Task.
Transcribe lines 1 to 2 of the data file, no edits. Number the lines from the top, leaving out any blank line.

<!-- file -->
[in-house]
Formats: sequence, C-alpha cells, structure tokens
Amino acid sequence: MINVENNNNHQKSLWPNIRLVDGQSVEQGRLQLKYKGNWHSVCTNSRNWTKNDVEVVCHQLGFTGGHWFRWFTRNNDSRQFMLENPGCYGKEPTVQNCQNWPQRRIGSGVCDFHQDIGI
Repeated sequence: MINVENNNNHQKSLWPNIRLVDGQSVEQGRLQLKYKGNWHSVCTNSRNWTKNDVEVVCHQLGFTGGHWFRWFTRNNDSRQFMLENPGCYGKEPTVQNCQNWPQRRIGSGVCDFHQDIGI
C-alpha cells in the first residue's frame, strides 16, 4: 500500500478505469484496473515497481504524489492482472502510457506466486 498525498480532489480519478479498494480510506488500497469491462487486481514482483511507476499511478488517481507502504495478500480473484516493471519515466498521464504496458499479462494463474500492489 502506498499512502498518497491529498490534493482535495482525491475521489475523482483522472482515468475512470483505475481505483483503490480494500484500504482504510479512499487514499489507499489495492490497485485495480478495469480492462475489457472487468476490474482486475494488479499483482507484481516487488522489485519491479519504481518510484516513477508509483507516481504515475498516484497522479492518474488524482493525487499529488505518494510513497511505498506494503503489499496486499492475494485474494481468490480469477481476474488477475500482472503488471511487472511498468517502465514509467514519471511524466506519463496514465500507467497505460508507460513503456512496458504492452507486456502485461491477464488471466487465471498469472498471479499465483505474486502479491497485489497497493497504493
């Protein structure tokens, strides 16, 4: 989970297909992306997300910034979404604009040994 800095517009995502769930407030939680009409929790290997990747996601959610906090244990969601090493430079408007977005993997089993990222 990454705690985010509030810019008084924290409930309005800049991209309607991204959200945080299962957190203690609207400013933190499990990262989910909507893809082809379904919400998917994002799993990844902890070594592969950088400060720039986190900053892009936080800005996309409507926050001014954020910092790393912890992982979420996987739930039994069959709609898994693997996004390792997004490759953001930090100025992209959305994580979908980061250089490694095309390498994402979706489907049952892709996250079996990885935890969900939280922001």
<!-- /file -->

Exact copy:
[in-house]
Formats: sequence, C-alpha cells, structure tokens